“We’re seeing a lot more Indian applicants because there are a lot of Indians here on H-1Bs who are looking at a 10-year wait to get a green card through employee sponsorship,” said Robert Blanco, an attorney at the Los Angeles law firm Wolfsdorf Rosenthal that helped Khanna secure his visa. “EB-5 is a faster way compared to that.”
Lawyers at STEP America, which specializes in helping investors with immigration issues and is based in the United Arab Emirates city of Dubai, said they have seen a 60% increase in interest in the U.S. investor visa program among people living in Arab nations, including many Indian nationals.
“Generally, there is an understanding that the doors to [U.S.] immigration are closing,” said Shai Zamanian, a partner in the firm. “Approval rates [for EB-5 visas] are quite high. People aren’t going to wait until next year, or perhaps a second term [of Trump] to see whether their chances [to immigrate] are further limited.”
He said instability in the region is also driving expatriates there to “look for a safe haven” — even if it means coughing up $500,000.
Jit Gupte, a 50-year-old Singapore national who has lived in Dubai for almost a dozen years, said he has seen relatives suffer through the “tortuous wait” that comes with applying for other types of U.S. visas.
He decided to skip that and invest in SkyRiseMiami, a high-rise leisure, entertainment and tourism center in downtown Miami. He and his family plan to relocate to San Diego in June on an investment visa.
“We’re not going to be seen as someone who is going to take away so-called American jobs,” he said. “We’re actually going to create jobs out of investment.”
What’s the economic impact of the program?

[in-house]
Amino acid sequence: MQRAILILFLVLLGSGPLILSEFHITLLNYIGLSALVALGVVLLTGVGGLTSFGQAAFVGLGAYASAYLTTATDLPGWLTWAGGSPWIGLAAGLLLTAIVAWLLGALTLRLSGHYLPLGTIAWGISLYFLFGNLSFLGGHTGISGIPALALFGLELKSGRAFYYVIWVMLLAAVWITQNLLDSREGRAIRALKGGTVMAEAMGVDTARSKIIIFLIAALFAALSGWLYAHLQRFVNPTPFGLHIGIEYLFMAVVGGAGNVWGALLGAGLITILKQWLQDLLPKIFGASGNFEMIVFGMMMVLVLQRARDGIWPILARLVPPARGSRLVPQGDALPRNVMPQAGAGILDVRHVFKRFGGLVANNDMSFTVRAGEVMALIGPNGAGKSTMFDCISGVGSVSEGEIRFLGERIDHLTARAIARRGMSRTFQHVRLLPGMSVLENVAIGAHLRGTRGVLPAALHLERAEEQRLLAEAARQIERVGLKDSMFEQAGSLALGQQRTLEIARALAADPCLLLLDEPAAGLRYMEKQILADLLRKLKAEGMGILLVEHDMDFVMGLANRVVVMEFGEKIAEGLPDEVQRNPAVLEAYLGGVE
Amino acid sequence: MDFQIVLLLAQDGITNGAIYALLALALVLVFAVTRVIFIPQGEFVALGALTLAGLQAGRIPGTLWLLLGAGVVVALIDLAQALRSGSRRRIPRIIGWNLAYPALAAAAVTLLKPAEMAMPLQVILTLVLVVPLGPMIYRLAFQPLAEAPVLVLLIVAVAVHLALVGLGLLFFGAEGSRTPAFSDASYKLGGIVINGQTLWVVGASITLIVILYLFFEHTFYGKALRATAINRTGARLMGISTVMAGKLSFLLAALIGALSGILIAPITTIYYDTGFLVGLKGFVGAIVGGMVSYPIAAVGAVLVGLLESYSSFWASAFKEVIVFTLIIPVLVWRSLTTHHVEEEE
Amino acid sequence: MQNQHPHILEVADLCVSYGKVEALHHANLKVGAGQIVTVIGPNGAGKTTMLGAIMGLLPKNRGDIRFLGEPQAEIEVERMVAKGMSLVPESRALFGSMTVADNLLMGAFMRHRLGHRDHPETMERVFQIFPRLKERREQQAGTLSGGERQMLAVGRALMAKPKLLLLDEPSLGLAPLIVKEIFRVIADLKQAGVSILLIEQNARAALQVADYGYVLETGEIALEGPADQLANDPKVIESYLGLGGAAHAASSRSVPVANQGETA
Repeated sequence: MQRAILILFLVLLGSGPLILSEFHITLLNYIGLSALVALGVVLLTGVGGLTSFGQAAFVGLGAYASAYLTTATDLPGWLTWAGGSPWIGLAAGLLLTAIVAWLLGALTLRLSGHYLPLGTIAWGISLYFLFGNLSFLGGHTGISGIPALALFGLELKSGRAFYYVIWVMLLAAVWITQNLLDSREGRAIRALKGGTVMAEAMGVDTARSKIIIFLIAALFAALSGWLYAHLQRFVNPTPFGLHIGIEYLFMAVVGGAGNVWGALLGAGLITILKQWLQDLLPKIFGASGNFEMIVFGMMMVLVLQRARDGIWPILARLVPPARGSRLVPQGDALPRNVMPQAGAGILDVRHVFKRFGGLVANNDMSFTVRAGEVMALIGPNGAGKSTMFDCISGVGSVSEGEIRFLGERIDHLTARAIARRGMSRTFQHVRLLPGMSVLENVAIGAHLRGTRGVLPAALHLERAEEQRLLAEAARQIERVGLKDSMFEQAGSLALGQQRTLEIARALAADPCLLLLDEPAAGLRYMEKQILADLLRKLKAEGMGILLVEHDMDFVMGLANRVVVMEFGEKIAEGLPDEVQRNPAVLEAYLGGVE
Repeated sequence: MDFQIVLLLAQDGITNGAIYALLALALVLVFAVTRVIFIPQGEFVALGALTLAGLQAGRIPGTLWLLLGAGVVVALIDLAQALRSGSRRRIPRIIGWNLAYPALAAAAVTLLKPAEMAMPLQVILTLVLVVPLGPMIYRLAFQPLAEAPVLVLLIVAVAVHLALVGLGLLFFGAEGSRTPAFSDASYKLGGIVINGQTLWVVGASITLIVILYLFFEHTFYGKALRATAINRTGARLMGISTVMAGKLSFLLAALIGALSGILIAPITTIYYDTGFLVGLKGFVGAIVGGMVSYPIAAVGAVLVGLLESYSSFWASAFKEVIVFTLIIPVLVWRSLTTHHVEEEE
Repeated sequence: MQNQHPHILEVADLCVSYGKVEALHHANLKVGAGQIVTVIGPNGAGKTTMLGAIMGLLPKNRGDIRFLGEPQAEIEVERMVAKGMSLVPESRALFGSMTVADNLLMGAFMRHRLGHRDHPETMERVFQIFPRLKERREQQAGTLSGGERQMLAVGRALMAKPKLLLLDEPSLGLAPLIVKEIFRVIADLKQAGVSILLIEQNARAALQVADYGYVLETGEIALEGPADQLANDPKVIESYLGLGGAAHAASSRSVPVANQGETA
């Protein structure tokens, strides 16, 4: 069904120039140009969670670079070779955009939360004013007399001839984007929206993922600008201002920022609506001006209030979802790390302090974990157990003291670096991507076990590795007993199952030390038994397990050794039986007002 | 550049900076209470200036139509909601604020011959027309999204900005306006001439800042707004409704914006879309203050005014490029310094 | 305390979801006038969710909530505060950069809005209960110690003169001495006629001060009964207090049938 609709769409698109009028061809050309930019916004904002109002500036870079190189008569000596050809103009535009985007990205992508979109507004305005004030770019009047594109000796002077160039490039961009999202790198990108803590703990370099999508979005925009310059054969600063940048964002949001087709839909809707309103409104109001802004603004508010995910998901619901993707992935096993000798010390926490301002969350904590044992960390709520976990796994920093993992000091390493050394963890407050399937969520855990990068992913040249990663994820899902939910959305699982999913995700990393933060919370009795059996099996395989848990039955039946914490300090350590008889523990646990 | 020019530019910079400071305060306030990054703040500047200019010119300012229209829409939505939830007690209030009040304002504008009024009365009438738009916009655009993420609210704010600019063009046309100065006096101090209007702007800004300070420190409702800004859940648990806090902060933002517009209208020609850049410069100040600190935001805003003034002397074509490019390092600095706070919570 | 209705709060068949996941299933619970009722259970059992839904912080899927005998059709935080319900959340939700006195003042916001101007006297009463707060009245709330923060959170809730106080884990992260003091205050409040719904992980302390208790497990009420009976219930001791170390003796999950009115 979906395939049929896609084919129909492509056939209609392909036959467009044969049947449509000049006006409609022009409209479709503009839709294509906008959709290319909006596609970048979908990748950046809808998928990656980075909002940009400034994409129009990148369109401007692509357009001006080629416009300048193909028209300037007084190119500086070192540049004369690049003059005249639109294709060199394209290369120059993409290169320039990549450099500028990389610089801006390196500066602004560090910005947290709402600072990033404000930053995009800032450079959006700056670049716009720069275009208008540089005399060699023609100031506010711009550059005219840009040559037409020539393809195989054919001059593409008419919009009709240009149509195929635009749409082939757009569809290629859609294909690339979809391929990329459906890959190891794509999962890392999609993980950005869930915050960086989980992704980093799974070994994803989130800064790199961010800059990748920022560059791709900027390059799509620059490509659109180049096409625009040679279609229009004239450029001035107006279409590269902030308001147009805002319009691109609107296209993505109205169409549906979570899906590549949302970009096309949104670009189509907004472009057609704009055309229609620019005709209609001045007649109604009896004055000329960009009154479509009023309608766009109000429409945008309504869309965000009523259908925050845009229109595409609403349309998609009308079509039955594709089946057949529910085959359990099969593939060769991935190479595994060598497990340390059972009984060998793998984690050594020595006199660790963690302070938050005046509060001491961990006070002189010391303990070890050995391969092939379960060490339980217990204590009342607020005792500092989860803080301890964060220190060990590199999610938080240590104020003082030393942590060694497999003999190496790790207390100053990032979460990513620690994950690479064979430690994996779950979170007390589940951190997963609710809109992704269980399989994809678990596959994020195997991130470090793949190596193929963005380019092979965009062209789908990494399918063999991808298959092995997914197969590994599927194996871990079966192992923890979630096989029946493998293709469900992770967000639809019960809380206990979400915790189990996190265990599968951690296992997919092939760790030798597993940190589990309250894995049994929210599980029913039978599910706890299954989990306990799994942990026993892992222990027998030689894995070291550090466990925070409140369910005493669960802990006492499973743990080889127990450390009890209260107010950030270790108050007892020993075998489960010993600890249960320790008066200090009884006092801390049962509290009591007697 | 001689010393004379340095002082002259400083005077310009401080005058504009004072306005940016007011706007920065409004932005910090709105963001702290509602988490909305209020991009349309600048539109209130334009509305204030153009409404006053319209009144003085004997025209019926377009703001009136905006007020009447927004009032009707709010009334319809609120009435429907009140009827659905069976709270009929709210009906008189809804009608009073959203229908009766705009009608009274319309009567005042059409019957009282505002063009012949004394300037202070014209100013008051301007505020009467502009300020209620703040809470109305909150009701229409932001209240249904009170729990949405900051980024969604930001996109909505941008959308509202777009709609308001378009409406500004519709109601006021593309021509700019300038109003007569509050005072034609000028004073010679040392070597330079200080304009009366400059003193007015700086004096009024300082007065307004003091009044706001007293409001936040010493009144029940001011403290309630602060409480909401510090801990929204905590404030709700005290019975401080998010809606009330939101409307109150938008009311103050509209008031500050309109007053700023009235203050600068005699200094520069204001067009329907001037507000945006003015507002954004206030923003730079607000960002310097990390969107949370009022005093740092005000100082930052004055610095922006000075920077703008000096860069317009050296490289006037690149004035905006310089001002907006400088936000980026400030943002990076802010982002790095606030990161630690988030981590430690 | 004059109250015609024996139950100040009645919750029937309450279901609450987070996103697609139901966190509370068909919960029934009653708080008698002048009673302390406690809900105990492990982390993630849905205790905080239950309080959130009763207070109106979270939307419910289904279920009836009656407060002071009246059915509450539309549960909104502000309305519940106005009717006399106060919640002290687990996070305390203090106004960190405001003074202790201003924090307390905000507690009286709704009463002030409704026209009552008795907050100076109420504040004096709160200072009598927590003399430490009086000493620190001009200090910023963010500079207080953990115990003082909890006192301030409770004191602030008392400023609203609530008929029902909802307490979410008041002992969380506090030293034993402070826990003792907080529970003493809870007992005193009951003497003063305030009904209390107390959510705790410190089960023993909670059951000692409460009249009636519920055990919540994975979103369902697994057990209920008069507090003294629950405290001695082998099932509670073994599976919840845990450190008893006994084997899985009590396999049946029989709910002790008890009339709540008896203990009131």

Researchers at Western Washington University found the visa program generated more than $11.2 billion in capital investment between 2014 and 2015 for development projects across the country.
It also created more than 207,000 U.S. jobs — or 4% of the private sector job growth between 2014 and 2015 — and added more than $33 billion to the gross domestic product and $4 billion in tax revenues.
What’s the government’s view of the program?
Not everyone loves it.
Over the years, the program has faced charges of duping foreign investors and misspending cash that was supposed to go to job-creating projects.
For example, a December 2016 lawsuit filed by the Securities and Exchange Commission alleged that a Newport Beach lawyer misspent at least $9.5 million from 131 investors who wanted to participate in the program.
In June 2016, the SEC sued an Orange County couple, saying they misappropriated millions of dollars that were supposed to build a cancer treatment center. In 2015, the SEC sued a Redlands doctor, saying he and an associate misspent half of the $20 million they raised from Chinese investors hoping for U.S. residency.
Some lawmakers have proposed adding protections and some oversight to make the program more secure for investors.
Others have questioned whether some of the projects being funded by EB-5 investors would have happened anyway, with domestic investment.
Lawmakers have also proposed increasing the investment requirement to $1.25 million, or $925,000 in economically distressed or rural areas.
Times staff writer James Rufus Koren contributed to this report.
Must-read stories from the L.A. Times
Get the day's top news with our Today's Headlines newsletter, sent every weekday morning.
You may occasionally receive promotional content from the Los Angeles Times.